By Shuttle Bus: Complimentary shuttle bus service is provided by Southern Ports Authority on days when cruise ships are in port. It operates a circuit between the port and the centre of town. Each circuit to town and back takes about 20 minutes. Albany volunteers, wearing bright blue tops with a yellow "i" (for information) hand out maps of town -- with shuttle bus stops clearly marked -- and can help with directions.
By Taxi or Minibus: Several taxi and minibus companies operate in Albany, including Albany City Cabs (61 8 9841 7000), Eclipse Taxi & Minibus Service (+61 8 9841 3037), Albany Transit Taxis, Maxis & Way To Go Charters (+61 8 9844 4444) and Busy Blue Bus (+61 8 9846 4757).
By Hire Car: Drive yourself around this scenic coastal area with a hire car. Try Avis (+61 8 9842 2833), Albany Car Rentals (+61 8 9841 7077) or Albany Truck & Car Hire (+61 8 9841 8150).
By Motorcycle: Roar around town on the back of a Harley Davidson bike or trike, with Down Under Motorcycle Tours (+61 8 9842 2468). Tours range from one hour to a full day and include free pickup and return from the pier or shuttle bus stop on York Street.
By Classic Car: Turn heads as you do a "yorkie," cruising the town sightseeing in a classic cream 1950s Jaguar via Albany Wedding Cars (+61 8 9841 4939).
Best for Families: Middleton Beach is Albany's main swimming beach and the closest to town and Albany Port (a six-minute drive). It's a beautiful long stretch of white, squeaky sand bordered by grassy picnic areas under shady Norfolk pines. The southern end of the beach, Ellen Cove, is the most sheltered and the best spot for calmer waters for swimming with a jetty and swimming pontoon. The beach offers a playground, picnic tables, change rooms and toilets.
Best for Surfing and Fishing: Facing south, Nanarup Beach feels far more wild and remote than Middleton Beach, yet is only 20 kilometres (12 miles) from town (about a 30-minute drive). If you don't feel safe swimming in the bigger surf, head to Islet Point at the western end of the beach where a large rocky outcrop protects tiny Nanarup Beach Lagoon, which is much calmer.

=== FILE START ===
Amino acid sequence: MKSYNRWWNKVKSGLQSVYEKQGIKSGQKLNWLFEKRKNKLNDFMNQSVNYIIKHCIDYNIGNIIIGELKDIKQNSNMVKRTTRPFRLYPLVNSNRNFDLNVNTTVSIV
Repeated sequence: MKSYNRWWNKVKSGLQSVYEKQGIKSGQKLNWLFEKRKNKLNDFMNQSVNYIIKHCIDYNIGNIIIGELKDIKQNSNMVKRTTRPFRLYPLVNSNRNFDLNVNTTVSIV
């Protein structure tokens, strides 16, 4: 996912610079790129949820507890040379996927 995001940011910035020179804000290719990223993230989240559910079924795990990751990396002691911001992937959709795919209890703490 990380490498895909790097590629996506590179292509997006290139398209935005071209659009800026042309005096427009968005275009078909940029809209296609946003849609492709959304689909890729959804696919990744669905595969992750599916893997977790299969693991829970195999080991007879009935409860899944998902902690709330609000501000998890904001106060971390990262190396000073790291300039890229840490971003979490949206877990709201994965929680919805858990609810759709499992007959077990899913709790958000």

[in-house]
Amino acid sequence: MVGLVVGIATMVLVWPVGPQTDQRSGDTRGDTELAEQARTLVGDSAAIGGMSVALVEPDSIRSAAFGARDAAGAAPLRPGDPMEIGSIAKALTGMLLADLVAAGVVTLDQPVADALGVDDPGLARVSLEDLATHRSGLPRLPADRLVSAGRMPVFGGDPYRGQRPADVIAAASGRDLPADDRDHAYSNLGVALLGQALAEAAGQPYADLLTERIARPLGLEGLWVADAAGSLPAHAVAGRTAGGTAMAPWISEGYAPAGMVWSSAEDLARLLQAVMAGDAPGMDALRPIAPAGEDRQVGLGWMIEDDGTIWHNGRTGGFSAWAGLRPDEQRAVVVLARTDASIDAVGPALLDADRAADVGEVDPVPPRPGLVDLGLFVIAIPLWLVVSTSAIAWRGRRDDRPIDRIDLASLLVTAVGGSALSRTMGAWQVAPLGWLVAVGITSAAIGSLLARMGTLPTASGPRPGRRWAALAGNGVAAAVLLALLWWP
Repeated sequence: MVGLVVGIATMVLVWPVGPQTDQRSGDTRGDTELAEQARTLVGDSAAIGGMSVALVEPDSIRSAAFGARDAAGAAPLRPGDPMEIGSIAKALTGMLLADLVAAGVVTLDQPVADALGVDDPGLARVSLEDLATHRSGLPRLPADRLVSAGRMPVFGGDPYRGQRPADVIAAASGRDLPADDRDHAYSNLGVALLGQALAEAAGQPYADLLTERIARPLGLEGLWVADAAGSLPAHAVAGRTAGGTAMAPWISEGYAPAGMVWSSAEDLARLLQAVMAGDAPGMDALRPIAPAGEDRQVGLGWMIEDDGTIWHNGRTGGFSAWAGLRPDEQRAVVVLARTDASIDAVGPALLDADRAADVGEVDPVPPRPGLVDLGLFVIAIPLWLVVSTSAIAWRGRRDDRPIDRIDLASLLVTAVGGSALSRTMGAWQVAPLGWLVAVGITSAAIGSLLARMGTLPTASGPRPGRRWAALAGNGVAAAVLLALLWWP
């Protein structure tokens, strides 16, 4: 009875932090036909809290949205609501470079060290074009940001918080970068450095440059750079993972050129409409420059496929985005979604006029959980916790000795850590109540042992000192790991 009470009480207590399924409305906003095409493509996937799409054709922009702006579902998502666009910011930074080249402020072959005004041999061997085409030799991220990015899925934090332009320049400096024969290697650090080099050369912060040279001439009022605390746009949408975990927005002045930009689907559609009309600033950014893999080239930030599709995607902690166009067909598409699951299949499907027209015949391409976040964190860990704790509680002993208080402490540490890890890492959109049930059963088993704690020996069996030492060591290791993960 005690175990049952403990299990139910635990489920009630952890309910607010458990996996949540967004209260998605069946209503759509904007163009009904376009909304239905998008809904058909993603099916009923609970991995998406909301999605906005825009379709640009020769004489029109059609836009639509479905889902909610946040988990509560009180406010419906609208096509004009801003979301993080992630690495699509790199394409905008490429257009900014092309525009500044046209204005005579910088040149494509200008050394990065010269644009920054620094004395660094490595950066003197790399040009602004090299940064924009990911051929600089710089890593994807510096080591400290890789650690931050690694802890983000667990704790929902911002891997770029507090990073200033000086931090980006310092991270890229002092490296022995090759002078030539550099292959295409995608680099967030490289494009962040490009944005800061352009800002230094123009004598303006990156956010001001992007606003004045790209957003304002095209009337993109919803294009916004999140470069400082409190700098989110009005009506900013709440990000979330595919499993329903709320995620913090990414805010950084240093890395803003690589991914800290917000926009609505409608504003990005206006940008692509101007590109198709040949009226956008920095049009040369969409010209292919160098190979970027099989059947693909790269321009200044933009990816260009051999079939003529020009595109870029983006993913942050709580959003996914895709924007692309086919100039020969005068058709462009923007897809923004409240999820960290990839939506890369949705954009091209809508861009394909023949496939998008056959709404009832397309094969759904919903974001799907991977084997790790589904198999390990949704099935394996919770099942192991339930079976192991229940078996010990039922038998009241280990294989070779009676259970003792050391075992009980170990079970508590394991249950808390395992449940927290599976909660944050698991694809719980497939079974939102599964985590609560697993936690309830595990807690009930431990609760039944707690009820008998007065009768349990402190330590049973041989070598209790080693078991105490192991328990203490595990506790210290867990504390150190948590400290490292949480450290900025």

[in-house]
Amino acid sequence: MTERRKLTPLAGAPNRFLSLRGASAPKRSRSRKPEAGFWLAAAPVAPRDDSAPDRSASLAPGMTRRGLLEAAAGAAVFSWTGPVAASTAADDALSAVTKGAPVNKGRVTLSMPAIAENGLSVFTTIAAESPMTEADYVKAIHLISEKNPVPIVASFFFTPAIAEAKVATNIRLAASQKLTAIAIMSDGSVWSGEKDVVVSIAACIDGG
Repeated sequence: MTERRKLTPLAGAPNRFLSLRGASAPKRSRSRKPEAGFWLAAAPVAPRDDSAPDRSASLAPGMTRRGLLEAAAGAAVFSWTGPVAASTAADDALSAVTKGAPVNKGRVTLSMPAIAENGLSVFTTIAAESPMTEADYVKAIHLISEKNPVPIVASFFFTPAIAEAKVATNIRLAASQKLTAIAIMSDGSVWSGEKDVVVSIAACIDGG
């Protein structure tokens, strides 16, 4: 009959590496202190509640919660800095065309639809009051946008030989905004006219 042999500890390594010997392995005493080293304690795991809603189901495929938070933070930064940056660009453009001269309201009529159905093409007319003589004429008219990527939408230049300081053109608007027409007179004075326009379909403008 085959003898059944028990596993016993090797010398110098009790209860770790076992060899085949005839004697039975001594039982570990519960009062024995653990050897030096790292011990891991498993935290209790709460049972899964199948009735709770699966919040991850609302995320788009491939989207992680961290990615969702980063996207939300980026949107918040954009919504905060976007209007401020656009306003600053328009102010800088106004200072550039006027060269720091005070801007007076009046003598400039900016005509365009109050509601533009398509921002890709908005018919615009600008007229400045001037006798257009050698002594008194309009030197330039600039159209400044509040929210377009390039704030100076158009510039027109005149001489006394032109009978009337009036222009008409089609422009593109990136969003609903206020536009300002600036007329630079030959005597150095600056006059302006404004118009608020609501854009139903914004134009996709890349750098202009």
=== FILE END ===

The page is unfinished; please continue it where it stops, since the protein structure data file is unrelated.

Best for Photographers: Often regarded as one of Australia's top beaches, Little Beach at Two Peoples Bay offers clear turquoise water, bright white sand, ochre-tinted boulders, scrubby green bush and granite outcrops. Located in Two Peoples Bay Nature Reserve, 35 kilometres (22 miles) east of Albany (about a 50-minute drive), there is enough to keep you photographing all day.
Food and Drink
You'll find plenty of lunch spots around town in York Street and Stirling Terrace and at Middleton Beach, with both inside and alfresco seating. Many cafes and restaurant highlight fresh produce from the region, including seafood.
York Street Cafe: This bistro-style restaurant offers a varied lunch menu -- from an antipasto platter of local produce to New York-style burgers and local whiting. (184 York Street; +61 8 9842 1666; open every day for breakfast and lunch, with lunch served 11.30 a.m. to 2 p.m.)
Three Anchors: Right on Middleton Beach at Ellen Cove, the Three Anchors restaurant and kiosk combines fully licenced dining with a water view. (2 Flinders Parade, Middleton Beach; +61 8 9841 1600; open 7 a.m. to 10 p.m.)